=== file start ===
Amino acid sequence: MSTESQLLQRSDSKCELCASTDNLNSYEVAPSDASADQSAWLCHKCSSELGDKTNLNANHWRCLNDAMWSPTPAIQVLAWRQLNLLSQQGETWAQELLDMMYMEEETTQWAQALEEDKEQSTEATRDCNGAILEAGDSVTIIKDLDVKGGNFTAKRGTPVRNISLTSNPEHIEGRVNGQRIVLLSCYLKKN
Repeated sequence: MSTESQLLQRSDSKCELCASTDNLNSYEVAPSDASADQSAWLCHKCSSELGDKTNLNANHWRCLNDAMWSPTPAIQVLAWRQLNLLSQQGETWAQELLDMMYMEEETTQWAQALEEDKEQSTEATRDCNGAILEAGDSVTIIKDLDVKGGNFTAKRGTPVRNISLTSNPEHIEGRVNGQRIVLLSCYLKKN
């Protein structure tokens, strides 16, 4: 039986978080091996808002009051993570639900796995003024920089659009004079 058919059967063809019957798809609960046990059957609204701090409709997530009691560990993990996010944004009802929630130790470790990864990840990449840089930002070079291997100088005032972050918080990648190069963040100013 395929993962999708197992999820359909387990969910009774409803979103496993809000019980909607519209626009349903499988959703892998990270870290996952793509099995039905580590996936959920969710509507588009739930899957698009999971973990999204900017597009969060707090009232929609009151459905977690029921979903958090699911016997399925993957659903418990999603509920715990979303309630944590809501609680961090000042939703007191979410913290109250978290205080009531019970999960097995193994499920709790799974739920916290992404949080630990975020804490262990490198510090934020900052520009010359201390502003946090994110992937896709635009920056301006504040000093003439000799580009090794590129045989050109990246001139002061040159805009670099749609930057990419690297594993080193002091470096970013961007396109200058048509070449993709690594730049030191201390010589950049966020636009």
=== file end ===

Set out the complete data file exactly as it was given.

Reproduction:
Amino acid sequence: MSTESQLLQRSDSKCELCASTDNLNSYEVAPSDASADQSAWLCHKCSSELGDKTNLNANHWRCLNDAMWSPTPAIQVLAWRQLNLLSQQGETWAQELLDMMYMEEETTQWAQALEEDKEQSTEATRDCNGAILEAGDSVTIIKDLDVKGGNFTAKRGTPVRNISLTSNPEHIEGRVNGQRIVLLSCYLKKN
Repeated sequence: MSTESQLLQRSDSKCELCASTDNLNSYEVAPSDASADQSAWLCHKCSSELGDKTNLNANHWRCLNDAMWSPTPAIQVLAWRQLNLLSQQGETWAQELLDMMYMEEETTQWAQALEEDKEQSTEATRDCNGAILEAGDSVTIIKDLDVKGGNFTAKRGTPVRNISLTSNPEHIEGRVNGQRIVLLSCYLKKN
């Protein structure tokens, strides 16, 4: 039986978080091996808002009051993570639900796995003024920089659009004079 058919059967063809019957798809609960046990059957609204701090409709997530009691560990993990996010944004009802929630130790470790990864990840990449840089930002070079291997100088005032972050918080990648190069963040100013 395929993962999708197992999820359909387990969910009774409803979103496993809000019980909607519209626009349903499988959703892998990270870290996952793509099995039905580590996936959920969710509507588009739930899957698009999971973990999204900017597009969060707090009232929609009151459905977690029921979903958090699911016997399925993957659903418990999603509920715990979303309630944590809501609680961090000042939703007191979410913290109250978290205080009531019970999960097995193994499920709790799974739920916290992404949080630990975020804490262990490198510090934020900052520009010359201390502003946090994110992937896709635009920056301006504040000093003439000799580009090794590129045989050109990246001139002061040159805009670099749609930057990419690297594993080193002091470096970013961007396109200058048509070449993709690594730049030191201390010589950049966020636009």